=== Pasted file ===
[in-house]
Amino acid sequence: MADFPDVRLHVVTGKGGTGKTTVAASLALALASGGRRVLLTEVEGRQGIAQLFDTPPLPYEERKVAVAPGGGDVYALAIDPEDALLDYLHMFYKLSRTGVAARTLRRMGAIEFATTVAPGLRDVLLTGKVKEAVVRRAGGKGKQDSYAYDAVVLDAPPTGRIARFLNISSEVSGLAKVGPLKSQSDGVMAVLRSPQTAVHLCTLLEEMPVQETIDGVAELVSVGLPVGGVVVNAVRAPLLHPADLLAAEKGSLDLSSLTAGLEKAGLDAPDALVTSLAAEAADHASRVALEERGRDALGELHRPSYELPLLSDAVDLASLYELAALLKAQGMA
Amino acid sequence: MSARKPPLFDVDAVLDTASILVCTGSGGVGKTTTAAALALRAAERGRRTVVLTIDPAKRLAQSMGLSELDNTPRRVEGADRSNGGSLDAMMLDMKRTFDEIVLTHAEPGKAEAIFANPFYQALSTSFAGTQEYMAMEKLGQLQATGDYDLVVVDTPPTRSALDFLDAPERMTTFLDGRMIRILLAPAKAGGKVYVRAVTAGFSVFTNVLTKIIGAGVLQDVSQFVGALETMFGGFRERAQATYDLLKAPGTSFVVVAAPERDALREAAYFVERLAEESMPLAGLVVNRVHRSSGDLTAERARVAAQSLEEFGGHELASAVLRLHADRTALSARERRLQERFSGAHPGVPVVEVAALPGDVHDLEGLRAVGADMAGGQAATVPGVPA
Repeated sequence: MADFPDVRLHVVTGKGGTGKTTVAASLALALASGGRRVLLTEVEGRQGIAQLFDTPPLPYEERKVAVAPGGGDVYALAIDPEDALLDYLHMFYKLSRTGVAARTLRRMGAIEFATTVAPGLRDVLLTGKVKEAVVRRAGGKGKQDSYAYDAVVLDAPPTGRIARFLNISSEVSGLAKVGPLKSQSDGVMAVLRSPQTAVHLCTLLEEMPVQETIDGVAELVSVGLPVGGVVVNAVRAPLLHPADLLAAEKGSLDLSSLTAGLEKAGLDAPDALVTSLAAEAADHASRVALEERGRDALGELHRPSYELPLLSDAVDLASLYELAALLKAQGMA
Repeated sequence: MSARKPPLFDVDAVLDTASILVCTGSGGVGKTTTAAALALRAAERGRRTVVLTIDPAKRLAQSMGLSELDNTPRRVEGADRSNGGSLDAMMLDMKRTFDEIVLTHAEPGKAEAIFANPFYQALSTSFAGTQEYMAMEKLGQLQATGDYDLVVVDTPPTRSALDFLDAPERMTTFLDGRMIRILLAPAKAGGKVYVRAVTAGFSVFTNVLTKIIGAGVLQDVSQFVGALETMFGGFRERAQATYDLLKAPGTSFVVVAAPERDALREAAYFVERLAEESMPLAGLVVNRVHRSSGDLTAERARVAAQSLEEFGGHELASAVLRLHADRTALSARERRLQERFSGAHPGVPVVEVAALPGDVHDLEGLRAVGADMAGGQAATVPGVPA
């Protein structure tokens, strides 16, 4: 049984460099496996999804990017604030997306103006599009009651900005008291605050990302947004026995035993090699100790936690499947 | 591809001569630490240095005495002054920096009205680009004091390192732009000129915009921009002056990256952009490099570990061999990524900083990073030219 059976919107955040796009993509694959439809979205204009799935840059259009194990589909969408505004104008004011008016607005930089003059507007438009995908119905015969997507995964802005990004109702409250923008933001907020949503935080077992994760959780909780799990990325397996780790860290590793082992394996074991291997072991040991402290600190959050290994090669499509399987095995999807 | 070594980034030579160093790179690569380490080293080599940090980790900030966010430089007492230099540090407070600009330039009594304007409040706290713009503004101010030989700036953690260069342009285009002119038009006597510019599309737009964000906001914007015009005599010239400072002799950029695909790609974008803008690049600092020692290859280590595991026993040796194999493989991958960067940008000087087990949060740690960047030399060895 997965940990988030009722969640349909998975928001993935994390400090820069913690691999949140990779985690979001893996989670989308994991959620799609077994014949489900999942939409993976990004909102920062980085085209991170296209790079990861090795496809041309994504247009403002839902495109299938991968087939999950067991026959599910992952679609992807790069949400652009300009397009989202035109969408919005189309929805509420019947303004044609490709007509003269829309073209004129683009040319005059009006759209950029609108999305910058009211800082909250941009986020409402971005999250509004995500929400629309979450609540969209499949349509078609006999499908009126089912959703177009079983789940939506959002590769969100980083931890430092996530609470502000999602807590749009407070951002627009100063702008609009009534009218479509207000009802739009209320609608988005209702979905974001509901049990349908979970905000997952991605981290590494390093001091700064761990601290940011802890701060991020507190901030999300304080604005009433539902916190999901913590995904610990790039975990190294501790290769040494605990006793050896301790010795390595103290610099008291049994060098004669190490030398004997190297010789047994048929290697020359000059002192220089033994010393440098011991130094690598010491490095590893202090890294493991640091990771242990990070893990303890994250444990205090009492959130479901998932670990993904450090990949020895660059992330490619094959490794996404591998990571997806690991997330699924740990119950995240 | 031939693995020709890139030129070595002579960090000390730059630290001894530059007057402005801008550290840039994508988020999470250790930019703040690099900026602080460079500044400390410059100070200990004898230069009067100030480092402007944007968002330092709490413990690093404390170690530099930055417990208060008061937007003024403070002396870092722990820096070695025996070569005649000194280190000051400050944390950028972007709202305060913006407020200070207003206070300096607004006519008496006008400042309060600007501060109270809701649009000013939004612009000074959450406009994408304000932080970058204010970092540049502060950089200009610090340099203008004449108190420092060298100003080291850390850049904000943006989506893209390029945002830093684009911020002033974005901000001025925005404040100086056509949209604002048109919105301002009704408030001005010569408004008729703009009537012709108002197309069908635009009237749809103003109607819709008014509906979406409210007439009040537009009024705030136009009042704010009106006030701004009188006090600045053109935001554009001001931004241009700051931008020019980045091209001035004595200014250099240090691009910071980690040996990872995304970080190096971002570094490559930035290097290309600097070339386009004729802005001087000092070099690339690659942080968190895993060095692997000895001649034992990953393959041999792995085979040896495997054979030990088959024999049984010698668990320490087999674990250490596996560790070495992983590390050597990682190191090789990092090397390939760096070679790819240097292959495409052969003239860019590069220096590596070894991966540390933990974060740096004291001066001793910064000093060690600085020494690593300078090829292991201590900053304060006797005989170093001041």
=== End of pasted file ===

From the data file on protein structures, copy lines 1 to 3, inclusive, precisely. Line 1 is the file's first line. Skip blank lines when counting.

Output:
[in-house]
Amino acid sequence: MADFPDVRLHVVTGKGGTGKTTVAASLALALASGGRRVLLTEVEGRQGIAQLFDTPPLPYEERKVAVAPGGGDVYALAIDPEDALLDYLHMFYKLSRTGVAARTLRRMGAIEFATTVAPGLRDVLLTGKVKEAVVRRAGGKGKQDSYAYDAVVLDAPPTGRIARFLNISSEVSGLAKVGPLKSQSDGVMAVLRSPQTAVHLCTLLEEMPVQETIDGVAELVSVGLPVGGVVVNAVRAPLLHPADLLAAEKGSLDLSSLTAGLEKAGLDAPDALVTSLAAEAADHASRVALEERGRDALGELHRPSYELPLLSDAVDLASLYELAALLKAQGMA
Amino acid sequence: MSARKPPLFDVDAVLDTASILVCTGSGGVGKTTTAAALALRAAERGRRTVVLTIDPAKRLAQSMGLSELDNTPRRVEGADRSNGGSLDAMMLDMKRTFDEIVLTHAEPGKAEAIFANPFYQALSTSFAGTQEYMAMEKLGQLQATGDYDLVVVDTPPTRSALDFLDAPERMTTFLDGRMIRILLAPAKAGGKVYVRAVTAGFSVFTNVLTKIIGAGVLQDVSQFVGALETMFGGFRERAQATYDLLKAPGTSFVVVAAPERDALREAAYFVERLAEESMPLAGLVVNRVHRSSGDLTAERARVAAQSLEEFGGHELASAVLRLHADRTALSARERRLQERFSGAHPGVPVVEVAALPGDVHDLEGLRAVGADMAGGQAATVPGVPA